Alex Jones, the firebrand Infowars radio host who has for years claimed that the Sandy Hook shooting was a hoax, has been sued by the families of six of the victims and one of the FBI agents who initially responded at the scene, Yahoo News is reporting.
On December 14, 2012, a disturbed gunman entered Sandy Hook Elementary School in Newtown, Connecticut, and opened fire, leaving 20 children and six adults dead.
Jones has for years said that the whole thing was a hoax, calling it a "false flag" attack that was staged in order to stir up anti-gun sentiment and give the government a reason to enact gun control and confiscate guns.
As evidence, Jones claimed that the same children - all "crisis actors" he says - were cycled in an out of the school. Adults filmed at the scene were crisis actors, he claims, and no helicopters were seen in any news footage of that day - something that he expected would happen if the attack had been real.
"Yeah, so, Sandy Hook is a synthetic completely fake with actors, in my view, manufactured."According to Bloomberg, Jones produced two videos ("Sandy Hook was a total false flag" and "Sandy Hook shooting exposed as a fraud") and an article ("College professor says 'crisis actors' may have played part if Sandy Hook was indeed a hoax") and hosted them on his website. The whole thing was a ploy to drive viewers to Jones' website in order to sell more precious metals, "male enhancement" elixirs, and radiation-defeating iodine tablets, claims the lawsuit.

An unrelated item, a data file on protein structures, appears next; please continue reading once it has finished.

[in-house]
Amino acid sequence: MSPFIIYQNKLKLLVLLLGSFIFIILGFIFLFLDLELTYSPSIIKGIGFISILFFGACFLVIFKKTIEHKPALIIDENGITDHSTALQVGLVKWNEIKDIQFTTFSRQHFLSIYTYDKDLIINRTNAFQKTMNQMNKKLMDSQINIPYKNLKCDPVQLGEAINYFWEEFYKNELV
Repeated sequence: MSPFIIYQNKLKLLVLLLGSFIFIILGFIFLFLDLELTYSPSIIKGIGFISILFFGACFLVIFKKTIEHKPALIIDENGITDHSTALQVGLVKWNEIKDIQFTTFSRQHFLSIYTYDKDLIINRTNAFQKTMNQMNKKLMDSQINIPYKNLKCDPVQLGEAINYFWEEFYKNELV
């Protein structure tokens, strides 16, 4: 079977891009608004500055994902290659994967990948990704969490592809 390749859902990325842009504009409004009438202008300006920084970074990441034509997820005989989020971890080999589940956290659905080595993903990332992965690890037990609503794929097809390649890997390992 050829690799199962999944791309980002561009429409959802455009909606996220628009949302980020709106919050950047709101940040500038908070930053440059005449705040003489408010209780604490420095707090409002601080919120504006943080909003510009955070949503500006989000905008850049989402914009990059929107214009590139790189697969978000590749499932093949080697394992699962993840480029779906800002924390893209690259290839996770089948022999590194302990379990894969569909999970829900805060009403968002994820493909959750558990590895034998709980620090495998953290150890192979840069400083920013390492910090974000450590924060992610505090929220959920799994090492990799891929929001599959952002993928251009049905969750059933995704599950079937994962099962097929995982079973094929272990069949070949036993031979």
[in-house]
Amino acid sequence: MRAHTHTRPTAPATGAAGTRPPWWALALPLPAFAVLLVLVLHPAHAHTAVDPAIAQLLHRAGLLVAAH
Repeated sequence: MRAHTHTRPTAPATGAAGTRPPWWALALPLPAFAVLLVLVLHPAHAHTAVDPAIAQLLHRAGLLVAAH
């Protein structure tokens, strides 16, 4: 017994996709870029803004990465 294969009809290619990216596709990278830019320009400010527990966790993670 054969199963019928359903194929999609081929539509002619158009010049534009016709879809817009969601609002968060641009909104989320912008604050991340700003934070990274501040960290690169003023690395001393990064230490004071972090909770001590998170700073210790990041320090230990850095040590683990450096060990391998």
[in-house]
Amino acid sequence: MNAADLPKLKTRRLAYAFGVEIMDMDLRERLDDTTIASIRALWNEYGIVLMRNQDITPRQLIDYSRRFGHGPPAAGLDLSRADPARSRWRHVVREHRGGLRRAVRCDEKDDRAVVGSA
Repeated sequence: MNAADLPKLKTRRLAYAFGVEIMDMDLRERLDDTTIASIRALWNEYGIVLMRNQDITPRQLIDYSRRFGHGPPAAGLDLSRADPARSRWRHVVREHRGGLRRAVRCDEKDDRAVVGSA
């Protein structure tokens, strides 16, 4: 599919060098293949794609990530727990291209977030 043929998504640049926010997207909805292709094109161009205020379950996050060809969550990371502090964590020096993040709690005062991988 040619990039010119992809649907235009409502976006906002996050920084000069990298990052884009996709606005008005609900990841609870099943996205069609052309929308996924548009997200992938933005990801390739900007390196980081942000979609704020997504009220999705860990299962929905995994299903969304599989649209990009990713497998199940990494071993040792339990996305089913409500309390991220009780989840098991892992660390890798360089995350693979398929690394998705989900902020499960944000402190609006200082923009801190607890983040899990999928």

"They deliberately stoke social anxiety and political discord in their listeners, because distrust in government and cultural tribalism motivate those listeners to buy their products. Jones exploits his audience by selling them products in line with the paranoid worldview he promotes."What's more, say the families, they've been "continually harassed" by other individuals because of Jones' claims.
The six individuals who sued Jones today are not the first Sandy Hook victims' families to Sue the host. As NPR News reported at the time, two other families sued Jones in April for the same reason.
In April, Jones commented on the first round of lawsuits on his show, claiming that he was the one who had been defamed.
"You're allowed to question things in America."Meanwhile, a third lawsuit is also bedeviling Jones. A former foreign service officer says that he received death threats from Jones' listeners after posting a video of a woman being struck by a car during last year's Charlottesville, Virginia, protests.